Koester, along with his father and crew chief Gordy Koester, spearheaded the transformation of the bike, which despite being aesthetically shocking, makes perfect mechanical sense for its treacherous application.
Together they built the swingarm and adapted it to the original FTR750 frame. Then they modified the steering neck to a motocross setup to provide more fork travel— a necessity to keep control while piloting up a hill and encountered unexpected divots and moguls.
Then they swapped out the steel subframe for an aluminum one.
“Other than that, everything is basically the same. But there were a lot of other tiny changes that the eye can’t see,” he said, not giving away race day secrets.
Koester owes a lot of his mechanical and racing success to his father, who has been his biggest supporter since he started competing at the age of 16.
“He has given me all the knowledge I have of motorcycles and he doesn’t get sick of me telling him what to do. We pick each other’s brain and we always find solutions,” he said.
When the plan for a hillclimb adaption of the FTR750 was first being hatched, the weight of a perceived traditional V-twin was a concern given the dominance of lightweight modified motocross bikes in competition.
“But when we got the bare frame and engine shipped to us a little after Christmas, I was surprised at how light the engine is. It is a very small motor for being as powerful as it is, especially seeing that I will be running against other guys with 1000cc bikes or bigger,” he said. “The engine has easily proven itself as more than capable on the dirt track,” he added.
After four months of tinkering and modifications, Koester has regularly been taking the bike out for practice runs during the offseason, which has extended because the pandemic has greatly scaled back the 2020 season. Races are currently scheduled for late September and mid-October.
When asked if that longer training period has helped, Koester said it was a mixed bag. Sure, he has gotten more time on the hill, but without the intensity of the competition, it is difficult to go all out.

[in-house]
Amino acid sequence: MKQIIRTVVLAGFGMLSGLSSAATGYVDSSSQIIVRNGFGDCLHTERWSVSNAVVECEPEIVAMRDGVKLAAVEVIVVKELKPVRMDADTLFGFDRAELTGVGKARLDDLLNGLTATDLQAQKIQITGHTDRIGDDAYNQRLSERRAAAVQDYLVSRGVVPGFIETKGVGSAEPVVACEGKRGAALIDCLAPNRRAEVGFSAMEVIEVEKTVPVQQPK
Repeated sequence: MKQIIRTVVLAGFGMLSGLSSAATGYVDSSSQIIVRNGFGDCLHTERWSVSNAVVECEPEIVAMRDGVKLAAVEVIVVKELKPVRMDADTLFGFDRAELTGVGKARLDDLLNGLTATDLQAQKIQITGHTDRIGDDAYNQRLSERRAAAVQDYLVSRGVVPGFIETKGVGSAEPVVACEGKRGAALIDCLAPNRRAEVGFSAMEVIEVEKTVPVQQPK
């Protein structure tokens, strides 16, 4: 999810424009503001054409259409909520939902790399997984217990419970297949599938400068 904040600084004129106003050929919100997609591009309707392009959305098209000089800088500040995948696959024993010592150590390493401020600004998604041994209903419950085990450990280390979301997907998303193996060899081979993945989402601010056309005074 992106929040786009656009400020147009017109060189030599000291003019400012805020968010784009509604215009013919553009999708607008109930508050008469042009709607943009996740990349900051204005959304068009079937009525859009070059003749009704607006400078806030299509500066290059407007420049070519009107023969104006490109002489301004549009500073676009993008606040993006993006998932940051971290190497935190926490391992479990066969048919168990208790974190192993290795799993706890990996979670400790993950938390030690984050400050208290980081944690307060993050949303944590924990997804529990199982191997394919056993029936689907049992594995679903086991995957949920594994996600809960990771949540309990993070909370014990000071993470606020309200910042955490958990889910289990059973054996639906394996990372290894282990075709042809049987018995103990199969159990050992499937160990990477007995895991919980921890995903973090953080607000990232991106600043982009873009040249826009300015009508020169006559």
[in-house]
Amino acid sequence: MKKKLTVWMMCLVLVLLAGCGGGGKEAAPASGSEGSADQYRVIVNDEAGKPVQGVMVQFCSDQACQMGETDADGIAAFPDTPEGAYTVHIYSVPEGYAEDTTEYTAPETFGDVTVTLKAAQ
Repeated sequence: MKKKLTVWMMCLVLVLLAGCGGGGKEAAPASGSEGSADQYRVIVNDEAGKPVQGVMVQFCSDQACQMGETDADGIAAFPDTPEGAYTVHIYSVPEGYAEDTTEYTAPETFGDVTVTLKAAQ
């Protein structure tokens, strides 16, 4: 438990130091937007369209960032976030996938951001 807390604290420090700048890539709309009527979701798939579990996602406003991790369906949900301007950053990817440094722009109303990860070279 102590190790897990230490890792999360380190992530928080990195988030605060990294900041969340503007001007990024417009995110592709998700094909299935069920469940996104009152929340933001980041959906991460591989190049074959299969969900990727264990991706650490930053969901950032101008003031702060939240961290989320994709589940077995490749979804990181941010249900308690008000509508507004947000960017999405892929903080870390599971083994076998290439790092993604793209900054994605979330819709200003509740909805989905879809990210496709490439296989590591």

“I have been trying to prepare as much as I can. It is just hard to put yourself in race mode, but we have been tinkering with the bike to make sure we stay on the top,” he said, adding that he is confident the FTR750 is dialed in.
Koester admits his race strategy appears simple while underplaying the skill and athleticism needed to avoid getting a mouthful of dirt or taking an uncontrollable tumble.
“I really just try to go for it and not think too much,” he said. “You got guys standing on the hill for hours trying to pick out a line and by the time they actually race, that line isn’t even there anymore. So, really you just got to get on the throttle and go where the bike takes you and hope that is over the top.”
“I don’t want to say there is no strategy, but the strategy is to have faith in your equipment and hold it wide open,” he said.
With hillclimb racing being typically a hyper-localized event, drawing dedicated fans and very dedicated racers, Koester admits that since he became pro it has been difficult for the sport to gain national recognition on the scale of other motorcycle racing.
But he is confident that will change with Indian joining the mix and promoting events to its followers. He also feels that despite an 80-year hiatus from the sport, Indian has not skipped a beat as it returns to various forms of racing that made it famous over a hundred years ago.
“It is huge to have an OEM involved. It’s hard to get people interested because it is hard to explain a race that can last six seconds or 20 seconds, which is a blink of the eye compared to flat track,” he said. “So, it is colossal to have Indian in the series because we have been struggling for ten years to get recognition of what we do.”